Los Angeles, California
Industry: Consumer & Lifestyle
Products: Leather sandals
President Kfir Matalon is bringing people together through stylish, artisan-made sandals that break political and fashion barriers.
An Israel native, Matalon had never given sandals a second thought; they were already ingrained as part of the Middle Eastern culture. "I traveled to the U.S., where I eventually met my wife, Angela," says Matalon. "She later became the spark that started the company. When I took her to visit Israel in 2008 she became fascinated with the sandals. Her friends and other people she met asked her where she got the sandals, and unfortunately they were only available in Israel at the time."
Matalon was working in the construction business after the financial crisis in 2008. Business was slow, so he would make extra money by importing small orders of sandals when he went back to visit family in Israel. "My wife thought it would be great to make these in the U.S.," says Matalon. "But I didn't know anything about how to start a company, let alone manufacture sandals. We began in 2010 by bringing them back from Israel and selling them from a small stand on Venice Beach. The first Sunday we opened the stand, we sold 17 pairs."
As orders started pouring in from consumers and small shops, Matalon knew he had to find a manufacturing partner. Matalon's father connected him with one in the West Bank city of Hebron in Palestine. "It was a third-generation, family-owned factory," says Matalon. "We connected and had a good relationship, putting aside any of the conflicts Israelis and Palestinians have had for centuries. This is why we came up with the name for the sandals, Jerusalem. The word 'jeru' means teaching, and 'salem' means peace. We began not only making sandals but also making friendships with an amazing Palestinian family that continues to work with us and be our friends to this day."
The sandals come in a variety of styles, but all are made with traditional craftsmanship. "We did a lot of research on how old styles used to look like and started using a combination of traditional and modern construction," says Matalon. "The sandals are made to last long and utilize only natural leathers and vegetable stains. This keeps the quality high and allows the leather to absorb moisture and conform to the shape of your feet."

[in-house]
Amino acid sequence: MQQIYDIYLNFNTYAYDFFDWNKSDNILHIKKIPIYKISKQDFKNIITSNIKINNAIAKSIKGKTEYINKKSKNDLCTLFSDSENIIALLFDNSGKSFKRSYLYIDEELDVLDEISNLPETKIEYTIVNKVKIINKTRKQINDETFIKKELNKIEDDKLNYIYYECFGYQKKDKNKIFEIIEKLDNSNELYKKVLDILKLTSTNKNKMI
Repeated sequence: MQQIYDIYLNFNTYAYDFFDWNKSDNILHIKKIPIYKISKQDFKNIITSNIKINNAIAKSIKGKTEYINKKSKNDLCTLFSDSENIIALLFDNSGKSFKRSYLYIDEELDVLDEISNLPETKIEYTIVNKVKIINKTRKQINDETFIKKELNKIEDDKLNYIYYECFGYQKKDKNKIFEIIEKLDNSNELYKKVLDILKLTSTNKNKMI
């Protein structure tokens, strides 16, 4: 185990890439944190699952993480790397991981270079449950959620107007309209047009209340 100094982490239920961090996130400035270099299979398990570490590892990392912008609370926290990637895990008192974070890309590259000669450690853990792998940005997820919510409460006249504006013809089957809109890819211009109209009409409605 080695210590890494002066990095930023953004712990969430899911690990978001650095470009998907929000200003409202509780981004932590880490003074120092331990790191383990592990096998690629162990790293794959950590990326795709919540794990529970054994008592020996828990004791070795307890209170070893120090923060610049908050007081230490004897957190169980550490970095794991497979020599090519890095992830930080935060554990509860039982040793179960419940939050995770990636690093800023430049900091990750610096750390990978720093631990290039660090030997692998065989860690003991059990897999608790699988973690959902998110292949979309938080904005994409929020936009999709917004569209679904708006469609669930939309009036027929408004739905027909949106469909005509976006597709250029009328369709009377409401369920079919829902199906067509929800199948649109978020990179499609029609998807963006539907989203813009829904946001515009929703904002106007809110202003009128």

While Jerusalem Sandals is based in L.A.'s Van Nuys neighborhood, the sandals are manufactured exclusively in Hebron with locally sourced materials. Matalon had to alter the type of leather for U.S. consumers. "The local market has a very different perspective on shoes than in the Middle East," says Matalon. "In Israel, leathers are tough but people know this and are immune to any minor visible defects due to the tough materials. In the U.S. consumers want perfection, but rather than moving towards processed leather that looks good and is easier to manufacture, we opted to use natural leathers from local suppliers and local tanneries to process them. This changed the manufacturing process slightly, but it makes them visibly better to meet the U.S. market demands."
Matalon says that each pair of sandals is touched by up to 12 workers, but some parts of the process are done with machinery, such as the cutting of the sole and outer sandal form. "In one shift, however, we can make 700 to 1,000 pairs daily," says Matalon. "And we still retain the original traditional look and quality."
Manufacturing overseas maintains the quality and traditional aspect of Jerusalem Sandal's products, which are becoming more popular as the fashion trend picks up. "Our sandals sell for under $80, making them very competitive in the market," says Matalon. "There is a free trade agreement between Israel and Palestine, without any U.S. duties to pay so we don't pass anything on to the customer."
Now sold by such retailers as Nordstrom, Urban Outfitters, and Zappos, Jerusalem Sandals has seen great success and garnered media attention that Matalon says will help the company push forward.
Challenges: "We need to find and hire more employees to spread the workload," says Matalon. "I want to start adding technology to connect to wholesalers, add e-commerce, and be able to log into the system. While we want to be as automated as possible, we still want to focus more on the artisan part of it, too."
Opportunities: Expanding the catalog and distribution. "The demand for our regular line of sandals is so strong, we have to wait to try to expand to different products," says Matalon. "Once we get a handle on this, we can expand to different countries and add to our collection. The sandals push themselves, and we're just trying to stay on top of it now, but the future looks bright."
Needs: "We need to improve our marketing and provide more education on the product and branding," says Matalon. "Until now, it was word of mouth and we're launching our new website shortly to tell our story better."